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Perhaps retirement is just around the corner, or you might even be retired and looking for something new to challenge your mind and body. You’ve thought about taking a stab at something new, and somewhere in the back of your mind, there’s a little negative voice telling you that you’re just too old to learn new tricks. What if we told you that picking up a new to challenge your mind, fun passion could provide lots of great health and wellness benefits?
It’s true: folks who become lifelong learners are 2.6 times less likely than their brain-idle counterparts to develop Alzheimer’s disease and dementia, according to a study by the Rush Memory and Aging Project. But there are a lot of other benefits, too.
Let’s look at a few new, healthy tricks that seniors should consider giving a go.
For The Frequent Concert Goer: Learn To Play A Musical Instrument
Learning how to play a musical instrument has unique benefits for seniors. Play the Tunes has an article explaining the differences between learning piano vs. guitar as well as the benefits of learning to play and instrument. Taking up an instrument has been shown to provide those aged between 60 and 85 “more robust gains in memory, verbal fluency, the speed at which they [process] information, planning ability, and other cognitive functions” over seniors who opted out of music lessons, according to a study reported by National Geographic. The internet makes it easier than ever to learn how to play just about any instrument under the sun, thanks to a variety of online music lesson offerings. This may be an especially great way for seniors with limited mobility to expand their horizons, since not only can you learn to play from the comfort of home, you can even buy your instrument online.
For The World Traveler: Learn A New Language
You might not need to learn a new language to beef up your resume, but maybe you’re thinking about traveling more now that you’re retired. Whatever your reason, learning a new language has many scientifically-proven benefits, such as improved multi-tasking skills, decreased risk of dementia and Alzheimer’s disease, improved memory, and increased perception. Learning a new language is available right at your fingertips with a number of free apps.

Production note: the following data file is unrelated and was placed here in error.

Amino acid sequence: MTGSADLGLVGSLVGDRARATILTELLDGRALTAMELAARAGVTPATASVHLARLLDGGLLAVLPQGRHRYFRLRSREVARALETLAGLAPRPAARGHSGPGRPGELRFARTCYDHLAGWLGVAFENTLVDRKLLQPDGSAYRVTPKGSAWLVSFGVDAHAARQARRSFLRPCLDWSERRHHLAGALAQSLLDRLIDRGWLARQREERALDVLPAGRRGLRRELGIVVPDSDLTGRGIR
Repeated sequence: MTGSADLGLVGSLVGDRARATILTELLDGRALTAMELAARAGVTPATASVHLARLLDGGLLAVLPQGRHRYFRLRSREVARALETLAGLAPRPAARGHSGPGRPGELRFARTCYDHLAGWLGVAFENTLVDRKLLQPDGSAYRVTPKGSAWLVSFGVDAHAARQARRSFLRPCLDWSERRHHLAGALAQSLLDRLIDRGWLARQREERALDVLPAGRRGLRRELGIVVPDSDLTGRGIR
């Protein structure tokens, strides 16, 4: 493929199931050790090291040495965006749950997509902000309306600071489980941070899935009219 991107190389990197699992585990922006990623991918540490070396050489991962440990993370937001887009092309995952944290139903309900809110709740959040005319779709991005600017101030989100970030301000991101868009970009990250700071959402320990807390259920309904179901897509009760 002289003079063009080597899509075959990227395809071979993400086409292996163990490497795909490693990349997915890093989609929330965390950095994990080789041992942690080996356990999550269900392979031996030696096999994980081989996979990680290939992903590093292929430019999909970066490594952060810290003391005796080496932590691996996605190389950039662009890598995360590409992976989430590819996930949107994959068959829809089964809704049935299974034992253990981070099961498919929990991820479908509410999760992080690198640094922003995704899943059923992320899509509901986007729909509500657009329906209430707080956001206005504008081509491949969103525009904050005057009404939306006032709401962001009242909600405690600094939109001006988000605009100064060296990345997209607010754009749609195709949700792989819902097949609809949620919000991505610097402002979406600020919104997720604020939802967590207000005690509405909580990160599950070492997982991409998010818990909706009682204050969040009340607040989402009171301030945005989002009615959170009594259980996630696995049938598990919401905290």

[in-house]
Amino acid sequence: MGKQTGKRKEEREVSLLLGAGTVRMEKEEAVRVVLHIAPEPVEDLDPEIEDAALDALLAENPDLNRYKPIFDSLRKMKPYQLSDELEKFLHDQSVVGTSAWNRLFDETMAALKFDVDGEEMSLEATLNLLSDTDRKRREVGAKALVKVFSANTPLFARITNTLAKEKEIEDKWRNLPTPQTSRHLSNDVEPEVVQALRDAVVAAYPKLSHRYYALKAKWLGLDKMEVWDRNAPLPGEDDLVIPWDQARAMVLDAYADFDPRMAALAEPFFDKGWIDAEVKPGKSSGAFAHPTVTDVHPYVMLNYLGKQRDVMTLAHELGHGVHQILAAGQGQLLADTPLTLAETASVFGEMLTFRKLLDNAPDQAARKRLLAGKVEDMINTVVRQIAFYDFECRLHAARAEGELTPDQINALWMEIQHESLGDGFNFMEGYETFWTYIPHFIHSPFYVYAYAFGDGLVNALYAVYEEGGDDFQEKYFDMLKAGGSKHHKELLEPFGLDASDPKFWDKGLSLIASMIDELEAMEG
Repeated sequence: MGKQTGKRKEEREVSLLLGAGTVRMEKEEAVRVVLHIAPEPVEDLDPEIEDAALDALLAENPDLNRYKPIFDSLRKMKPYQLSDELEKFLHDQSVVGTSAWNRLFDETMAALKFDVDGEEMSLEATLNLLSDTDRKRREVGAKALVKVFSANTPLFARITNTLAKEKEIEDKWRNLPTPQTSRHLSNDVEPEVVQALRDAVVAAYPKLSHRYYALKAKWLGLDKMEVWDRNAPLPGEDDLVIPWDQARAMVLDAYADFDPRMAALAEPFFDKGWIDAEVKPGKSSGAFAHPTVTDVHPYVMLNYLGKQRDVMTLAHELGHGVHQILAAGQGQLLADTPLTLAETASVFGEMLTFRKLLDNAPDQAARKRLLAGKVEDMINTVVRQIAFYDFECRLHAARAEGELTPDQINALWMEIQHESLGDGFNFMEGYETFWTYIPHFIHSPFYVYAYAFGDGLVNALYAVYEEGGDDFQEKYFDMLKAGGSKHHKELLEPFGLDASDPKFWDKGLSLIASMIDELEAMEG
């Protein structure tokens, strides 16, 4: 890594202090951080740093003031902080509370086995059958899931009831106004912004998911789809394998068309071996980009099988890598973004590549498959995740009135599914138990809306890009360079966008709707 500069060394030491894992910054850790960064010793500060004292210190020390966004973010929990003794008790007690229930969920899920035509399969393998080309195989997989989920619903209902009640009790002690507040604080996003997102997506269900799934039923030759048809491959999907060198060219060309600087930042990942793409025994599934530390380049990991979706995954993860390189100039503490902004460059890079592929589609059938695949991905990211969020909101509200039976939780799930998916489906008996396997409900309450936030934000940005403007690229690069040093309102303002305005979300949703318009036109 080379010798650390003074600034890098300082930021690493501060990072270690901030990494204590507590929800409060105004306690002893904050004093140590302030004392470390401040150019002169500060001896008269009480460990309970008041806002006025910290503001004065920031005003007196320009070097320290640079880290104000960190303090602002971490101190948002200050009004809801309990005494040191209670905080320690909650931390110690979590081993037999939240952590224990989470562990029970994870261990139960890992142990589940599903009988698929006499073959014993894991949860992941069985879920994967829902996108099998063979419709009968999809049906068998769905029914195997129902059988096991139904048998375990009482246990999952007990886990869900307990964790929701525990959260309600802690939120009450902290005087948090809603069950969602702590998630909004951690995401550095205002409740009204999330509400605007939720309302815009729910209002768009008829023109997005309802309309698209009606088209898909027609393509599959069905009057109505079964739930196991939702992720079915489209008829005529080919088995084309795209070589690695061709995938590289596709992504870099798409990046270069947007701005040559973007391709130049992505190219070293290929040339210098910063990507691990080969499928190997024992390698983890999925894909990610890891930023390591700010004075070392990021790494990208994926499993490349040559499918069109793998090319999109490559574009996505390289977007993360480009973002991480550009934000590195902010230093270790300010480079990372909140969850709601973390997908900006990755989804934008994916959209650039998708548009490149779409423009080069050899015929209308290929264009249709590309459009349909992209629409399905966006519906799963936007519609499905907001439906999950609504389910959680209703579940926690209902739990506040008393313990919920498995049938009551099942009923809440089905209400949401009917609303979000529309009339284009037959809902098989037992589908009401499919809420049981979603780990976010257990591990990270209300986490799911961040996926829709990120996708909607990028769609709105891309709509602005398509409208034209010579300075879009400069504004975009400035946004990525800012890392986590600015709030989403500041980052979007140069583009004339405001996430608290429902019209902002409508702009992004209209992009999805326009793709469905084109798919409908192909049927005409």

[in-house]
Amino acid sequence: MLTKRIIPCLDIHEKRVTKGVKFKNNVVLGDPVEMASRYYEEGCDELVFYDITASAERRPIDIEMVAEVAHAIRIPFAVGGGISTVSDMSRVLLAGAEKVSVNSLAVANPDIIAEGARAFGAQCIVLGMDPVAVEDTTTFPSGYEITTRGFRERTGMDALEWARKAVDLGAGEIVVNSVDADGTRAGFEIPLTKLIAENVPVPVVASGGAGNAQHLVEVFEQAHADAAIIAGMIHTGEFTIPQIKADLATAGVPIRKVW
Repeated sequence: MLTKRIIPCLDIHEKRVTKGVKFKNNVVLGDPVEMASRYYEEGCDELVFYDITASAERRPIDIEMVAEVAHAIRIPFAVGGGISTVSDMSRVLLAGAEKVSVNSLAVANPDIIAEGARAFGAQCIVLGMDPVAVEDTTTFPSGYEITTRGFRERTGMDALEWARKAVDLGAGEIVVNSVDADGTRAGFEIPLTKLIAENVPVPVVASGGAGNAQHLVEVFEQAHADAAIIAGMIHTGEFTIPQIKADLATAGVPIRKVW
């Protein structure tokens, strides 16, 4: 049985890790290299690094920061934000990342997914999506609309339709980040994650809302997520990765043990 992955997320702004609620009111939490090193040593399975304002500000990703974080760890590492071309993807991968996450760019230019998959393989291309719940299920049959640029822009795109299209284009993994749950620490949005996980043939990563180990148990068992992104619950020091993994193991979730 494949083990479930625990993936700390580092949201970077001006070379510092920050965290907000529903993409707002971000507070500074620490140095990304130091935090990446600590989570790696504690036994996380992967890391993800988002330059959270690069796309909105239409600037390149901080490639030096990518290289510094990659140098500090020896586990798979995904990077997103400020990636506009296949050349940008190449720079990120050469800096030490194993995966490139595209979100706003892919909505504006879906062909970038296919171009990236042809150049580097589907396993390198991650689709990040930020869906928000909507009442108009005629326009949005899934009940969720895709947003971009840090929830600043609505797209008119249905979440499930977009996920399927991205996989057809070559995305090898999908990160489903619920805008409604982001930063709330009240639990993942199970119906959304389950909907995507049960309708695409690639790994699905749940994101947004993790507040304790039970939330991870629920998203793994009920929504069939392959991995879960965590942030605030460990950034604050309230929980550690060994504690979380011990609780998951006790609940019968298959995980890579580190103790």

For The Creative Type: Take Up Photography
Maybe you’ve always thought you had a special knack for taking photos, but never took it any further. Now would be a good time to consider actually studying photography. Aside from the rest of your family having a knowledgeable photographer to document every family get-together, learning photography can also help to alleviate stress, boost your creative side, bring you closer to nature’s great beauty, and open your eyes to new sights. Review the various online classes, and see which one might be right for you.
For The Life-long Scholar: Get Ready to Learn
Now that you’ve honed your skills and further developed your hobbies it’s time to learn more about your passions by attending an online university. We recommend going online instead of in-person so you can continue to work and study at your own pace. Some online colleges, like WGU, also offer classes without due dates on assignments so you don’t have to stress about work and school at the same time. Plus, getting a degree in something you love, like IT, also looks great in future job applications.
For The Dog Lover: Pet Training
Perhaps you’ve got a dog who could use a few extra lessons in congeniality. There are many great reasons to spend more time with your dog, like decreasing symptoms of depression, exercising together, lowering your blood pressure, and improving your mood. Take time to teach your canine companion some basic commands:
- Sit. This one is basic but important! As Cesarsway.com notes, “A dog who knows the ‘Sit’ command will be much calmer and easier to control than dogs who aren’t taught this simple command.”
- Come. This is an essential command that can keep your four-legged friend from causing trouble.
- Down. Teaching your dog to lie down can keep them safer in public places, but it isn’t the easiest of commands. The supine position is one of submissiveness for your pet, and it may take a little extra time to learn.
- Stay. Once they master the “sit” command, your dog is ready to move on to the more challenging “stay” command.
Challenge yourself to be a lifelong learner, and reap the benefits. Recruit a friend to join you, and the added socialization factor will also work to decrease your risk of cognitive decline. It’s never too late to teach a young-at-heart dog new tricks.